mei
/me
, v.i.come; arrive.
mei
a
a
mei
er
mei
me
ka
bev.imp.
be
a
ta
er
a
a
el
er
a
el
be
be
blev.past.hypothetical
meracont.mei er a
merekung
/merkung
v.i.pred.is about to come or arrive.
mermang
/meremang
v.inch.
a
er
a
el
er
a
mlei
/mle
v.pastcame; arrived.
a
mla
mei
me
a
er
a

mle
a
er
a
a
mle
ng
mle
mleracont.mlei er a
be kbongexpr.goodbye; I'm leaving.
me e mong
/memong
expr.pass by; go on; "(in a direction) towards me and then keep going (past me)."
nguu el meiexpr.bring.
ta el buil er mla me e mongexpr.one month ago.
Examples:
> I am sweeping the yard and Kora is mopping the floor.
> Why are you always leaving your children behind when you go out?
> Let me write it.
> The people called the priests and the magicians.
> When are you coming?
Proverbs:
> The heart and assessment.
This might better be translated, "Assessment with knowledge." The mind or head is thought to be the locus of knowledge in Palau, but such knowledge is made useful or is measured with the heart (reng). Chodab, in this context, would appear to mean "to take stock of" or "to measure." In essence, then, the phrase cautions one who seems on the point of making a rash decision to temper his thoughts with his heart.
> Like his father, for he ate his father's premasticated food.
Applied to a child by adoption, with the implication that the adopted child resembles his adoptive father
> Really a child of the back.
A child (sometimes an adult) that behaves well whether its parents are present or not; a child that is good when one's back is turned.
> Without looking afield, it was cut down behind the house.
From the folk tale concerning Mesubed Dingal, the inventor of the Palauan kite (see also No. 73). After his wife had been kidnapped, he constructed a kite using feathers from all the birds of Palau and he needed also wood from an Edebsungel tree to fashion the body of the bird-kite. After looking all over Palau and being on the point of giving up, he found the tree he needed behind his own house. The saying may be applied to anyone who does things the hard way, or who goes far afield to find something which is close at hand.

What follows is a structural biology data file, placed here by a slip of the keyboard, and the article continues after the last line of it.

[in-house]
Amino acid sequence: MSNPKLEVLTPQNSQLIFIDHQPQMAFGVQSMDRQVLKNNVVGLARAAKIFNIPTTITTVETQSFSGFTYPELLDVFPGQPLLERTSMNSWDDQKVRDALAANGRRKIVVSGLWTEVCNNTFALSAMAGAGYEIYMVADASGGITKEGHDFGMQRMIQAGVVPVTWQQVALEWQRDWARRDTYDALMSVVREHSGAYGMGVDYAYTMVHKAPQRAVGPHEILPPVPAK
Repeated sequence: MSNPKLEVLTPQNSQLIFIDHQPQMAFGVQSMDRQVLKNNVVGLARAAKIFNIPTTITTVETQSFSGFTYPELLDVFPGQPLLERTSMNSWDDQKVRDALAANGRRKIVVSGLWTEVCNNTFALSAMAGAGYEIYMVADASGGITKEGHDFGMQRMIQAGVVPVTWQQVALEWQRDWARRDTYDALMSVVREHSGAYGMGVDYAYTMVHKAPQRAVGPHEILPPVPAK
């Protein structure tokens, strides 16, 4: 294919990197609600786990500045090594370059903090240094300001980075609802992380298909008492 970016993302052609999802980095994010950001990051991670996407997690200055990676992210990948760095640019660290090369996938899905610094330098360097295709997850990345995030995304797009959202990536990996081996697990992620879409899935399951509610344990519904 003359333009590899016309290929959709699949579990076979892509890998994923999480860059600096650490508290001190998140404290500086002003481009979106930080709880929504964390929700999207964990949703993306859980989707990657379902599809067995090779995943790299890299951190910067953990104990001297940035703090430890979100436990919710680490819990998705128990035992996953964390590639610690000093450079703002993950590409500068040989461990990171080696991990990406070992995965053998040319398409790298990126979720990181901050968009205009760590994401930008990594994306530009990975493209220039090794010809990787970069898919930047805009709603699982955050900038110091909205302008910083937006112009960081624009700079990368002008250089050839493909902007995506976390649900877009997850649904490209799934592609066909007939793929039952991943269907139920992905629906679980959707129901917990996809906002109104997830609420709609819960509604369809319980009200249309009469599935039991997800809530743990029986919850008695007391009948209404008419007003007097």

> A full basket was dropped in Ngeremeduu bay.
From the folk tale about Obak era Kedesau on his way to a feast being given in honor of his wife by her adoptive father. While crossing Ngeremeduu Bay between Ngatpang and Ngeremlengui, Obak dropped a basket of Palauan money overboard. Despite this terrible loss, he still had the courage and sufficient cash to carry off his visit in high style. The saying may be used to reassure someone, following a loss, reminding them that Obak era Kedesau recovered from an even greater loss.
More Examples:
> Im scared of gossip. It ruins relationships.
> It's the object used when a man and a woman go to bed together whose purpose is to prevent pregnancy and to prevent the transmission of disease between them.
> Don't come outside.
> I was sleeping on the bench and listening to the waves breaking on the shore.
> Teach your child to respect themselves so that they can respect others.
sekkak, v.i., [From Japanese] go to special effort or trouble for; make a point of.
sekkak el meiyou went to all the trouble to come here
Examples:
> I've gone to all this trouble to come and get you, and (now) you don't want (to go).
> Toki made a special effort to fix up her place for a party, but not a single person came.

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